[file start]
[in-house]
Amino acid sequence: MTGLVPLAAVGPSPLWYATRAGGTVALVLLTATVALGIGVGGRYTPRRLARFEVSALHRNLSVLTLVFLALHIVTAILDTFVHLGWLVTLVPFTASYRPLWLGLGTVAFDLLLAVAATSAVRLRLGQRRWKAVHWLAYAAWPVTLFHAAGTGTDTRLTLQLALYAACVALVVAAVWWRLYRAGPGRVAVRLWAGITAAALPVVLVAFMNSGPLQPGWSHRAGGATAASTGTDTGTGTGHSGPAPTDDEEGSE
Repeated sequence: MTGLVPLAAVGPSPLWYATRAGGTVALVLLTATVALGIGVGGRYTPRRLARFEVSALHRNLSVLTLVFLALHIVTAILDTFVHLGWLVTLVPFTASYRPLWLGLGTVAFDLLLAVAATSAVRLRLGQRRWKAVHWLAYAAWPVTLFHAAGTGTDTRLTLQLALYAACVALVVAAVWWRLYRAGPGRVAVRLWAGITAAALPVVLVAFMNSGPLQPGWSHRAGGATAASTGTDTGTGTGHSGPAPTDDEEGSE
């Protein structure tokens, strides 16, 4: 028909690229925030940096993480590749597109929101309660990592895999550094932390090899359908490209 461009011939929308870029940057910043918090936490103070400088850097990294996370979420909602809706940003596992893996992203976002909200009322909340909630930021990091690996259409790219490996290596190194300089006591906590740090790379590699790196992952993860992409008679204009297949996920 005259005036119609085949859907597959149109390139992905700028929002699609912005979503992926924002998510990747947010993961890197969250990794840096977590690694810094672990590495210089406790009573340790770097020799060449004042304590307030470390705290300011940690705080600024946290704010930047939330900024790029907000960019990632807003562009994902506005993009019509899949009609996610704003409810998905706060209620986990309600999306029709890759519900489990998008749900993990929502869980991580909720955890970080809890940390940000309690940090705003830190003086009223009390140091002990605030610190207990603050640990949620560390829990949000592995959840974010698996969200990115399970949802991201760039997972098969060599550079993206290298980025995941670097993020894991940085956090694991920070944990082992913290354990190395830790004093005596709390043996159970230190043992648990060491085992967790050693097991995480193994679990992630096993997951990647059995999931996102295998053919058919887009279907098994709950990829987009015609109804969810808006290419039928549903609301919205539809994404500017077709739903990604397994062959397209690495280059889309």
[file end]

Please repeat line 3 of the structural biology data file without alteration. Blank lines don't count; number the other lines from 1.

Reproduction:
Repeated sequence: MTGLVPLAAVGPSPLWYATRAGGTVALVLLTATVALGIGVGGRYTPRRLARFEVSALHRNLSVLTLVFLALHIVTAILDTFVHLGWLVTLVPFTASYRPLWLGLGTVAFDLLLAVAATSAVRLRLGQRRWKAVHWLAYAAWPVTLFHAAGTGTDTRLTLQLALYAACVALVVAAVWWRLYRAGPGRVAVRLWAGITAAALPVVLVAFMNSGPLQPGWSHRAGGATAASTGTDTGTGTGHSGPAPTDDEEGSE